This is the third in a three-part series by Christine McDaniel for TradeVistas on how blockchain technologies will play an increasing role in international trade.

What’s Even Better Than No Tariffs?

Smoother and faster customs procedures could boost global trade volumes and economic output even more than if governments were to eliminate the remaining tariffs throughout the world – up to six times according to an estimate by the World Bank.

Blockchain is a promising technology that, if widely adopted by shippers and customs agencies, could reduce the current mounds of paperwork and costs associated with import and export licenses, cargo and shipping documents, and customs declarations.

Below the Snazzy Surface of Trade Policy

Trade agreements work when the people who want to buy and sell across borders can use them. Engaging in international trade transactions requires diving into the rules and regulations of international customs processes. Businesses either have someone in-house to handle this or they hire companies whose business it is to manage these processes.

Moving goods through the customs process means preparing the relevant paperwork for import or export at each step in the process. The paperwork at each step must be confirmed and verified, sometimes separately by different people. These procedures — in rich and poor countries alike — can be complex, opaque and laden with inefficiencies that raise costs and cause delays at best. At worst, less automated processes can leave the door open to corruption and security breaches.

paperwork in shipping

Trade policymakers have increasingly focused on simplifying and modernizing customs procedures — a policy approach commonly known as “trade facilitation.” Nearly all modern free trade agreements have a trade facilitation chapter and the World Trade Organization has an entire Trade Facilitation Agreement devoted to eliminating red tape at national borders to streamline the global movement of goods.

Too Much Paperwork

The international shipping industry carries 90 percent of the world’s trade in goods but is surprisingly dependent on paper documentation. In a New York Times article, Danish shipping company Maersk commented that tracking containers is straightforward. It’s the “mountains of paperwork that go with each container” that slow down the process.

A shipping container can spend significant time just waiting for someone to cross the t’s and dot the i’s on the paperwork. Delays pose real costs to traders and represent a deadweight loss of resources that could have been spent elsewhere in a more productive manner. The cost of handling documentation is so high that it can be even more expensive than the cost of transporting the actual shipping containers.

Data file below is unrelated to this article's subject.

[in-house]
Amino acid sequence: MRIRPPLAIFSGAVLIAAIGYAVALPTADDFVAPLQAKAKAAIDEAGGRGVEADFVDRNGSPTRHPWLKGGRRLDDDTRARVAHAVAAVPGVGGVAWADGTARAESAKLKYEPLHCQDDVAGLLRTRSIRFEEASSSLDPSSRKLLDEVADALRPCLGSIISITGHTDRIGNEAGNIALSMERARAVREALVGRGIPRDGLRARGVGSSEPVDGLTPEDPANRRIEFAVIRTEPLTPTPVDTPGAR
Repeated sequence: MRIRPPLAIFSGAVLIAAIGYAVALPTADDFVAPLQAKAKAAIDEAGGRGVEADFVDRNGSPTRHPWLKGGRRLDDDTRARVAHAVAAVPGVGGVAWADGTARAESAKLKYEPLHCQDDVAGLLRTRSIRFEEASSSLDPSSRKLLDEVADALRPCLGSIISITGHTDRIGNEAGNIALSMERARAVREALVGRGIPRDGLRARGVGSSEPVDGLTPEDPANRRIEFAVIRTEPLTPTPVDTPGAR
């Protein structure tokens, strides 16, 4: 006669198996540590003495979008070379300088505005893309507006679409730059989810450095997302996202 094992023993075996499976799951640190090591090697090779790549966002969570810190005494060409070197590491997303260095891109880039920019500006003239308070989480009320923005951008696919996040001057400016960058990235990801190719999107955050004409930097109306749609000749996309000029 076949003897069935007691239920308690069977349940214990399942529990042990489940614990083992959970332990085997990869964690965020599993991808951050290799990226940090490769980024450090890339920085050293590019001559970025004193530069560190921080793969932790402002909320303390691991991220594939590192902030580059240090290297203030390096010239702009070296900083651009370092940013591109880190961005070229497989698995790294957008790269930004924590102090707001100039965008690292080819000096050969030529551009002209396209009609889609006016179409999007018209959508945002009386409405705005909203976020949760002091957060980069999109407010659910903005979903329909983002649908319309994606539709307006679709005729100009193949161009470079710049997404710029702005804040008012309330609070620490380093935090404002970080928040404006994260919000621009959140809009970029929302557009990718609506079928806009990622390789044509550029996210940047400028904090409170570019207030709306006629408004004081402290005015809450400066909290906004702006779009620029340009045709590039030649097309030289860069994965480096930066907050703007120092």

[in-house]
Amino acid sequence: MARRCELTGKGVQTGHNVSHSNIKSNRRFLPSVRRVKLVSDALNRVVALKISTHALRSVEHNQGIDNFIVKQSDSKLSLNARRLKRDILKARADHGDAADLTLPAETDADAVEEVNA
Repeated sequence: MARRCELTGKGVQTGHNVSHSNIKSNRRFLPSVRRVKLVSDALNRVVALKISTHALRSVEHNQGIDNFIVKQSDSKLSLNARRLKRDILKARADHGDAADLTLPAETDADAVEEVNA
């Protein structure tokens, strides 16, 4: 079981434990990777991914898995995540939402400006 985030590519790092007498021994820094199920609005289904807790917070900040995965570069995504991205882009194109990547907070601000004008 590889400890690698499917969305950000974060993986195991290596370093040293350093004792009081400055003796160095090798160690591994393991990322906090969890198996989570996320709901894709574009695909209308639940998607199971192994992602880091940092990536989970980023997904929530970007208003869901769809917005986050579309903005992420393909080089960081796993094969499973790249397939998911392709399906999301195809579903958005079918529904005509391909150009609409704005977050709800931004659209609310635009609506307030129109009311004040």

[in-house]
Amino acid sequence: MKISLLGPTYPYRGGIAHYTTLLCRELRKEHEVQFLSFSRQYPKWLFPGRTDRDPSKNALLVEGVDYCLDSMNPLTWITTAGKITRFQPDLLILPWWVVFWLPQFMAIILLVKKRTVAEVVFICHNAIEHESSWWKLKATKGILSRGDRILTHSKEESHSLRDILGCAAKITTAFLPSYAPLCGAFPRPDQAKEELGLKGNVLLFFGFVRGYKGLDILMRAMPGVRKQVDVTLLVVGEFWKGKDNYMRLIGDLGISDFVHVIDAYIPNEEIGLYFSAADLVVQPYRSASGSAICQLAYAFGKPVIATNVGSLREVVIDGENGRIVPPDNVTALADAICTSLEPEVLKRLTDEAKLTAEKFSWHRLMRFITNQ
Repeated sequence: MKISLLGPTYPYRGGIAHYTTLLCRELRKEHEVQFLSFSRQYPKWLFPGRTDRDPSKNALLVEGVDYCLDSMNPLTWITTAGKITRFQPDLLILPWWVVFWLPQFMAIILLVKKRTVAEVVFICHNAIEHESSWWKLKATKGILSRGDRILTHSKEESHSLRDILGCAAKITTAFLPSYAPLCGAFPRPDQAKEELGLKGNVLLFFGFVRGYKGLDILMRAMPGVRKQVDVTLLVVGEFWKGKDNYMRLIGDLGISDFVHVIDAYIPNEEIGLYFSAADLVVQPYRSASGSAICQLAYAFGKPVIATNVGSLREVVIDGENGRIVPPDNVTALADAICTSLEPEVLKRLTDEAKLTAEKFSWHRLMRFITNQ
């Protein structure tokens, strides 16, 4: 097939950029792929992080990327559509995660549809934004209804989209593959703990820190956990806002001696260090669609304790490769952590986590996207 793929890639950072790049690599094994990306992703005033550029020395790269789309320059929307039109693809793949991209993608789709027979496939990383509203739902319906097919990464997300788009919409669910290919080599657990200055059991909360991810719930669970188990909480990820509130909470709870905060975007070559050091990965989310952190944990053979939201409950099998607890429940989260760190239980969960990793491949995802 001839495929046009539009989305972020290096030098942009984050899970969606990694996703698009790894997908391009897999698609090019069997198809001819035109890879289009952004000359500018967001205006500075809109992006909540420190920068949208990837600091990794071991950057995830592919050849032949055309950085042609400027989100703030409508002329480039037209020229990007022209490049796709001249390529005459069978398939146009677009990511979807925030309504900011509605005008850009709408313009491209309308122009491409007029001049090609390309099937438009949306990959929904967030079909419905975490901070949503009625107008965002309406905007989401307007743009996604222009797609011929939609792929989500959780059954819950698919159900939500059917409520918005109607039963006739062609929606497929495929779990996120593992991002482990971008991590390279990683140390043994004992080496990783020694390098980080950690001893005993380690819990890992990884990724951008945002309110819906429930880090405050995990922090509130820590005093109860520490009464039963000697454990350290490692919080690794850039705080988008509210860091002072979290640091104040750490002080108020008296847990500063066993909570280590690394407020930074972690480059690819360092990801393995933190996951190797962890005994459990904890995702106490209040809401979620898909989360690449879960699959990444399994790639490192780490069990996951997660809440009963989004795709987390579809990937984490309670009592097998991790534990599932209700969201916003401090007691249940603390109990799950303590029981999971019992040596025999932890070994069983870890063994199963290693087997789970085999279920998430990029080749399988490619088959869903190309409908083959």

Beginning in 2014, Maersk began tracking specific goods such as avocados and cut flowers to determine the true weight of compliance costs and intermediation. The company discovered that a single container moving from Africa to Europe required nearly 200 communications and the verification and approval of more than 30 organizations involved in customs, tax and health-related matters. Maersk’s office in Kenya has storage rooms filled from floor to ceiling with paper records dating back to 2014.

single container paperwork v2

Lost Opportunities

Inefficiencies in customs processes create chain reactions, extending the costs and inefficiencies throughout the transportation industry and all the way to the consumer. In just one example, as many as 1,500 trucks might be lined up on a given day on both sides of the critical border crossing between Bangladesh and India. Many trucks wait up to five days before crossing. Examples like this are not hard to find in developing countries.

Delays for perishable items are painfully costly for traders, but also for consumers. Economist Lan Liu and economist and horticultural scientist Chengyan Yue examinedlettuce and apple imports in 183 countries. They determined that reducing delays from two days to one would increase lettuce imports in those countries by around 35 percent, or an additional 504,714 tons of lettuce, increasing in world consumer welfare by $2.1 billion. The same improvement would increase apple imports by 15 percent, enabling shipment of an additional 731,937 tons and increasing consumer welfare by around $1.1 billion.